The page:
Executive Team Coach and Individual Coach: Mutually Exclusive?


Coaching senior leadership teams is a very challenging and rewarding endeavor.  It’s not for the faint of heart or new consultant. But if you are up to the challenge and have the necessary skills, successful execution creates breakthrough experiences for individuals and teams. In order to achieve these breakthroughs with senior leadership teams, some of the typical notions around coaching need to be challenged.

For example, I’ve been involved with senior leadership teams where several different coaches were involved with different team members. The rationale is that diversity of thought and input is necessary for optimal team functioning. While diversity of thought is generally desirable,  I don’t believe multiple coaches are effective with senior leadership teams. Team members often receive conflicting advice from various coaches.  There is no underlying school of thought, common language or shared commitment to development in this approach. Individual coaching engagements by definition are meant to improve individual, not team, functioning.

The Team Coach

The role of the team coach focuses on the maximizing the effectiveness of the group as a whole. Tools and training include:

  • Purpose & vision of the leadership team
  • Rules of engagement
  • Meeting management
  • Giving and receiving feedback
  • Conflict resolution

The team coach may address issues between team members but only if they are negatively impacting team performance.  They do not become actively involved in the individual development of team members.

The Individual Coach

As the term implies, the role of the individual coach is to maximize the effectiveness of an identified person. Although the individual’s impact on the leadership team may be addressed, it is not the primary focus. The individual coach may assist in areas such as:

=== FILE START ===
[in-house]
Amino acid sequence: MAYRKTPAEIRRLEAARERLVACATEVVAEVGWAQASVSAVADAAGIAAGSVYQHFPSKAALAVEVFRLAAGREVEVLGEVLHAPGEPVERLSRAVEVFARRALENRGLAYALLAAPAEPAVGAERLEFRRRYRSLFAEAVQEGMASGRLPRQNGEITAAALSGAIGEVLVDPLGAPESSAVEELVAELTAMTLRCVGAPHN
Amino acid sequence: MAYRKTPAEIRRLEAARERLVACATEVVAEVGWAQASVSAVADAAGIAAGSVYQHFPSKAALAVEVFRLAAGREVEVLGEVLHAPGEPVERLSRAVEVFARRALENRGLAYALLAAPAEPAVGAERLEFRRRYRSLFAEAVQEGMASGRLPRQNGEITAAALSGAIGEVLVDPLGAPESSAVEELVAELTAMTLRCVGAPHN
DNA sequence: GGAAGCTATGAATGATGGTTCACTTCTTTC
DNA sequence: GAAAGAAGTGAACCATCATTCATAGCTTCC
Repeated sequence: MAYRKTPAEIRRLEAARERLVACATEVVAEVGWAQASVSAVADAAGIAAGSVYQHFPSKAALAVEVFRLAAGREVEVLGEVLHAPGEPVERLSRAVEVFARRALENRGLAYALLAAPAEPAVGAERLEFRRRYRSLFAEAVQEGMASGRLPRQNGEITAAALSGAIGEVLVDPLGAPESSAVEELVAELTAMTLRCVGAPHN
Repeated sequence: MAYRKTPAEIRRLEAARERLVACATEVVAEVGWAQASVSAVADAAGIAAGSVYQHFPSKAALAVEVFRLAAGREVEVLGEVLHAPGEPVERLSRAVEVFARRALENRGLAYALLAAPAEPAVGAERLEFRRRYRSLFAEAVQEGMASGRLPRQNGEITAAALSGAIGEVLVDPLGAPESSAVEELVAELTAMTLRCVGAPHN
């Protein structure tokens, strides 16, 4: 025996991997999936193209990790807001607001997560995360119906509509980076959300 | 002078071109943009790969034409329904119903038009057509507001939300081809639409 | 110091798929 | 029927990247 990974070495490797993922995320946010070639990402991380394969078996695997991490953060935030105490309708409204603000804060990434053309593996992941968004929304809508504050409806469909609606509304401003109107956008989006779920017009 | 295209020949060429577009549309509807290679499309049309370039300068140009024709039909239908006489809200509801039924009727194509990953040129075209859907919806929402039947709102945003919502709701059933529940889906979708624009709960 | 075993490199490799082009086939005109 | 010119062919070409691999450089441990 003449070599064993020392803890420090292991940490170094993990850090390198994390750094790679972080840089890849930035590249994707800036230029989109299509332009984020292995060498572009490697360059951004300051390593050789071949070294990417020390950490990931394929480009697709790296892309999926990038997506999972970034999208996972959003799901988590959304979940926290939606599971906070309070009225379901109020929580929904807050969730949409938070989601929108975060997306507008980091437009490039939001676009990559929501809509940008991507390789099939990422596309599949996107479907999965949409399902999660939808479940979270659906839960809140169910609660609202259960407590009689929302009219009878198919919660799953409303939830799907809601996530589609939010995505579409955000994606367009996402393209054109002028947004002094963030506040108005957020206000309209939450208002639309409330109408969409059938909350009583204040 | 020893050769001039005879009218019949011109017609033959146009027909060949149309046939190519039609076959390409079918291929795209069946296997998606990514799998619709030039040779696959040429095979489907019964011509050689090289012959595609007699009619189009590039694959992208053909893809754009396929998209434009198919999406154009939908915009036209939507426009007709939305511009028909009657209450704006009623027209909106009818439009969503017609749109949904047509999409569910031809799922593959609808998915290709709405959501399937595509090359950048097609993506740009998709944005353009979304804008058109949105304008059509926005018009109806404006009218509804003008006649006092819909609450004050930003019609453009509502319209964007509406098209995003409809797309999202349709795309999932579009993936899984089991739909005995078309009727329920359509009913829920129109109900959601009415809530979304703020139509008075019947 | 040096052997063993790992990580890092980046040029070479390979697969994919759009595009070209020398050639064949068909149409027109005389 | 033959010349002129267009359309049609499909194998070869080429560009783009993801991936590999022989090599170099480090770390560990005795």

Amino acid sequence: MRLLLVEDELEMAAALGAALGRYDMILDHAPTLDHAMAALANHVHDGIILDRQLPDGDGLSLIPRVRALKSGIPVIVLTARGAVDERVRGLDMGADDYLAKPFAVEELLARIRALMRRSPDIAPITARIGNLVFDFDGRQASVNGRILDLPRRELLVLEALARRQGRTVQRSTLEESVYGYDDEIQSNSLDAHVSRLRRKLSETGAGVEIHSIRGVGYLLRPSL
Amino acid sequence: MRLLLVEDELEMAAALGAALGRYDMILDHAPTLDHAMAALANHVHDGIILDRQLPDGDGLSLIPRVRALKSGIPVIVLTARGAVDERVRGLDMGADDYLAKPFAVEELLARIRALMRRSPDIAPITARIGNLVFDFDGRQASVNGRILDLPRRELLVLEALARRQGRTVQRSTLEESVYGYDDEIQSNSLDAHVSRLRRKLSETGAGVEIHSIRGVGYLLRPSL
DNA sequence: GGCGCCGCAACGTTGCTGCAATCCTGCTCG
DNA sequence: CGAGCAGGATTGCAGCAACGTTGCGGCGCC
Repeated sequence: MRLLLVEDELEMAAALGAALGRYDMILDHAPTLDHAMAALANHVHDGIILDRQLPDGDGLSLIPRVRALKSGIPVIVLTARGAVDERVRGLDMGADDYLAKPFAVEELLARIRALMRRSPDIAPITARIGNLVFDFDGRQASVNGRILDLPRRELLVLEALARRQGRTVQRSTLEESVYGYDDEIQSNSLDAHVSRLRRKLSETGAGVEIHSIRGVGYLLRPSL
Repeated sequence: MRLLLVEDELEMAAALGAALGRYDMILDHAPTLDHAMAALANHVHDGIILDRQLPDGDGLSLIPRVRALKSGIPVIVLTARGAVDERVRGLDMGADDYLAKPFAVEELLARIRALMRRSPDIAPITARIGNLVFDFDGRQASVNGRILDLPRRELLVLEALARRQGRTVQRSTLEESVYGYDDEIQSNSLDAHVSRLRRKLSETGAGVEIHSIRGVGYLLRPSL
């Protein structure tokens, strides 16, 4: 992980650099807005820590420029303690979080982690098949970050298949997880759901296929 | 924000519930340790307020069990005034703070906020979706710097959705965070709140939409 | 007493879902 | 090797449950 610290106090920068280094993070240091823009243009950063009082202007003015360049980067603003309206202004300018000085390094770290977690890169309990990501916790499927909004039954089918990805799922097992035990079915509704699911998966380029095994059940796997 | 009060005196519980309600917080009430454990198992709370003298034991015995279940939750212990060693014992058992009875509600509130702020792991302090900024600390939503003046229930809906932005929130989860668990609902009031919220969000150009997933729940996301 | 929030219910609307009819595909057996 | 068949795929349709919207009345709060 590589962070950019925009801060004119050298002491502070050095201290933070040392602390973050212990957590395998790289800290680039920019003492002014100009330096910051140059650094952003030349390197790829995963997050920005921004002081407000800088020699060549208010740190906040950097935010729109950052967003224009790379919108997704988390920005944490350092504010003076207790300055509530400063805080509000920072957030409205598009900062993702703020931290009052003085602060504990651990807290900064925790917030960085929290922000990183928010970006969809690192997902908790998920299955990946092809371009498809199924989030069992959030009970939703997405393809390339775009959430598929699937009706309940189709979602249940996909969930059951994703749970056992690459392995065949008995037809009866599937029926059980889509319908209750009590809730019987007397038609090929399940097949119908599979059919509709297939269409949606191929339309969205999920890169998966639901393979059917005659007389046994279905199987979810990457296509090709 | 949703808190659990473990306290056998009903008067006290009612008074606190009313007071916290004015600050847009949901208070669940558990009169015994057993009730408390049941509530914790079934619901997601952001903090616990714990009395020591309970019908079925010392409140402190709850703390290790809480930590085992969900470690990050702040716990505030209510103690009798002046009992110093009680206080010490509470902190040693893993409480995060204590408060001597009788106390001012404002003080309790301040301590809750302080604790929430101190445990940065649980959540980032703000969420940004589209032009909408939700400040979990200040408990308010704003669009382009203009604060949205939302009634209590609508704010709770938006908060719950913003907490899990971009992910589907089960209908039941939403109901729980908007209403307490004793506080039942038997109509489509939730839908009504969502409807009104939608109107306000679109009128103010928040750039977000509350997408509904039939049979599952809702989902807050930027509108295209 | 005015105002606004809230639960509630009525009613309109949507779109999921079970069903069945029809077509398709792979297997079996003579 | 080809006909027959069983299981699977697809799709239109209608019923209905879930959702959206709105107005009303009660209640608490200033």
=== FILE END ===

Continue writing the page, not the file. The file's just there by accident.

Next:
• Communication skills
  • Emotional intelligence
  • Executive presence
  • Influence & persuasion
  • Developing people
  • Strategic thinking

Can One Coach be Both?

Given the roles of the individual and team coach are different, the million dollar question is: Can one person perform both roles? After considerable experience with both approaches, I’ve come to the conclusion that it is possible, and arguably necessary,  for one person to perform both roles for senior leadership teams to fulfill their individual and collective potential. However, there are significant caveats, cautions and boundaries to be considered.

The advantage of being the team and individual coach for senior leaders is based on competency and trust. The team must believe the coach is competent to advise them at their level. Senior leaders have seen many coaching talks, fads, gimmicks, etc. over the years. They do not want a motivational speaker to come in for a drive-by. Senior leaders must believe you understand their world and can help them navigate it.

Yet competence alone is insufficient to be a great team and individual coach. Competence must be matched with trust. The advantage of knowing each leader deeply on an individual level allows the coach to advise team members on interactions in a manner that is impossible if multiple coaches are involved with senior leadership teams.  This role is a privilege, and with that privilege comes responsibility. The coach must be able to keep conversations confidential while leveraging the knowledge of the personalities on the team. I’ve seen situations where clients test a coach by sharing information to see if it is repeated to others on the team. Some coaches pass this test, some fail. When trust is established powerful things happen. The leadership team trusts the coach because they know he/she is concerned with their individual and collective interests. The coach receives the satisfaction of helping a group of talented individuals perform at their highest levels.

Coaching senior leadership teams in this manner is a privilege that must be earned. Coaches, earn this privilege. Leaders, find coaches who are worthy of this level of trust.

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